Posted by: Thixia | March 10, 2008

Study – Neuropathic Pain

Distinct roles of matrix metalloproteases in the early- and late-phase development of neuropathic pain

Treatment of neuropathic pain, triggered by multiple insults to the nervous system, is a clinical challenge because the underlying mechanisms of neuropathic pain development remain poorly understood. Most treatments do not differentiate between different phases of neuropathic pain pathophysiology and simply focus on blocking neurotransmission, producing transient pain relief. Here, we report that early- and late-phase neuropathic pain development in rats and mice after nerve injury require different matrix metalloproteinases (MMPs).

After spinal nerve ligation, MMP-9 shows a rapid and transient upregulation in injured dorsal root ganglion (DRG) primary sensory neurons consistent with an early phase of neuropathic pain, whereas MMP-2 shows a delayed response in DRG satellite cells and spinal astrocytes consistent with a late phase of neuropathic pain. Local inhibition of MMP-9 by an intrathecal route inhibits the early phase of neuropathic pain, whereas inhibition of MMP-2 suppresses the late phase of neuropathic pain.

Further, intrathecal administration of MMP-9 or MMP-2 is sufficient to produce neuropathic pain symptoms. After nerve injury, MMP-9 induces neuropathic pain through interleukin cleavage and microglial activation at early times, whereas MMP-2 maintains neuropathic pain through interleukin cleavage and astrocyte activation at later times.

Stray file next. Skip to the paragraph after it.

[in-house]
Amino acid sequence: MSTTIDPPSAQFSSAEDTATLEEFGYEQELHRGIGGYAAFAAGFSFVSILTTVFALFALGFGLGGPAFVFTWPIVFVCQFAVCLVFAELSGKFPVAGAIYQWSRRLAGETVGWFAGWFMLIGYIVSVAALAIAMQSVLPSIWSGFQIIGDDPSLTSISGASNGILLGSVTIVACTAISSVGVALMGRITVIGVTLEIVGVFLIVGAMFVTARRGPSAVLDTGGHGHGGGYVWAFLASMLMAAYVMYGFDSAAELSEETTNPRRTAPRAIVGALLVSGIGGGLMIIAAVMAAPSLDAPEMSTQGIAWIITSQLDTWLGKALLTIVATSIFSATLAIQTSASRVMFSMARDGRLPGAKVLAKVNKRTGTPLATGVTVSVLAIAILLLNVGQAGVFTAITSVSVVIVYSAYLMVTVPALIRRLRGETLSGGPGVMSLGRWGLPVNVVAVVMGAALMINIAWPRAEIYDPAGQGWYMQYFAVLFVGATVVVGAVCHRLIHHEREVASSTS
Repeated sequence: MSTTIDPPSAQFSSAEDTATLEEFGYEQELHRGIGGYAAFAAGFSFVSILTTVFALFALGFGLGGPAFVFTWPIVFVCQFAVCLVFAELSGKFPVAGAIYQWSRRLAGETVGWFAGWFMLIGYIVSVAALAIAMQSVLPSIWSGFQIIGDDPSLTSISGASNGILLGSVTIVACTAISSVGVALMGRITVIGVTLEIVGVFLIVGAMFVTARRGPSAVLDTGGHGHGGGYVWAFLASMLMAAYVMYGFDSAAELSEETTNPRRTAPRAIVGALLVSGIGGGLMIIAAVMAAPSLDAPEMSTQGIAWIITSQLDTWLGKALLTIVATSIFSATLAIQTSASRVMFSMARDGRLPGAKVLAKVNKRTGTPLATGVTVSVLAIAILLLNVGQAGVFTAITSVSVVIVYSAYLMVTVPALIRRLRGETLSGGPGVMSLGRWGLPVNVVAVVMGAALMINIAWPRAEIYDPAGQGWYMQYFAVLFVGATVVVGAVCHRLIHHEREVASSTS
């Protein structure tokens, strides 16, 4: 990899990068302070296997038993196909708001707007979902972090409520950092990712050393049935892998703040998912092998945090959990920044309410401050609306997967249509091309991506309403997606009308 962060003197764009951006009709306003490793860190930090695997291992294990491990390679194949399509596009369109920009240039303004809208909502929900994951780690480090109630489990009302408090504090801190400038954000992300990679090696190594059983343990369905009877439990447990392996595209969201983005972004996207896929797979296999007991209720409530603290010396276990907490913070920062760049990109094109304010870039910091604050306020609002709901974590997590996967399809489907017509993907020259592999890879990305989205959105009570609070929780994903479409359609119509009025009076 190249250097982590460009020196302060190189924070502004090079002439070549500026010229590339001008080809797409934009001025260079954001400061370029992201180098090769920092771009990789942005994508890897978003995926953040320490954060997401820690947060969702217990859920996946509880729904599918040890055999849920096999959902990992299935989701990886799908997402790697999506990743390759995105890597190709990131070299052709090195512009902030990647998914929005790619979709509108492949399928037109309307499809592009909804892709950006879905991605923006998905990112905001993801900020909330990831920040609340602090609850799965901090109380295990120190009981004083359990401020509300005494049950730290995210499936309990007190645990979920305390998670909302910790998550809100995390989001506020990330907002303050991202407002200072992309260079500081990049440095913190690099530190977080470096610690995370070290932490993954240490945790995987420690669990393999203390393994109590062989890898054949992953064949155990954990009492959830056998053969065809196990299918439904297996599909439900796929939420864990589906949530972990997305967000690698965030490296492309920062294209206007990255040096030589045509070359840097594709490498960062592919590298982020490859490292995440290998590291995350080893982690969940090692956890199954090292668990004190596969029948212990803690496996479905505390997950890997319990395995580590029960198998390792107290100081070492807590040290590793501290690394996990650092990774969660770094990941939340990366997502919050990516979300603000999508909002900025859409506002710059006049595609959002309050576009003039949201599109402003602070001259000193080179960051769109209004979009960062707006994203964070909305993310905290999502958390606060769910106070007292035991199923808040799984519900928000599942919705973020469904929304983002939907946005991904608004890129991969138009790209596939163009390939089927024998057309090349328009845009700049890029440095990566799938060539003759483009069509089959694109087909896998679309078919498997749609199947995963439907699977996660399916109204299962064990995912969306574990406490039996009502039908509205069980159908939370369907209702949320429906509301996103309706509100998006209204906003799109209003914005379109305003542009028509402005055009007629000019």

Inhibition of MMP may provide a novel therapeutic approach for the treatment of neuropathic pain at different phases.

Yasuhiko Kawasaki1,4, Zhen-Zhong Xu1,4, Xiaoying Wang2,4, Jong Yeon Park1, Zhi-Ye Zhuang1, Ping-Heng Tan1, Yong-Jing Gao1, Kristine Roy3, Gabriel Corfas3, Eng H Lo2 & Ru-Rong Ji1

1. Pain Research Center, Department of Anesthesiology, Brigham and Women’s Hospital and Harvard Medical School, 75 Francis Street, Medical Research Building, Room 604, Boston, Massachusetts 02115, USA.
2. Neuroprotection Research Laboratory, Departments of Neurology and Radiology, Massachusetts General Hospital and Harvard Medical School, 149 13th Street, Charlestown, Massachusetts 02129, USA.
3. Division of Neuroscience, Children’s Hospital and Harvard Medical School, 300 Longwood Avenue, Boston, Massachusetts 02115, USA.
4. These authors contributed equally to this study.

Complements of: Nature Medicine

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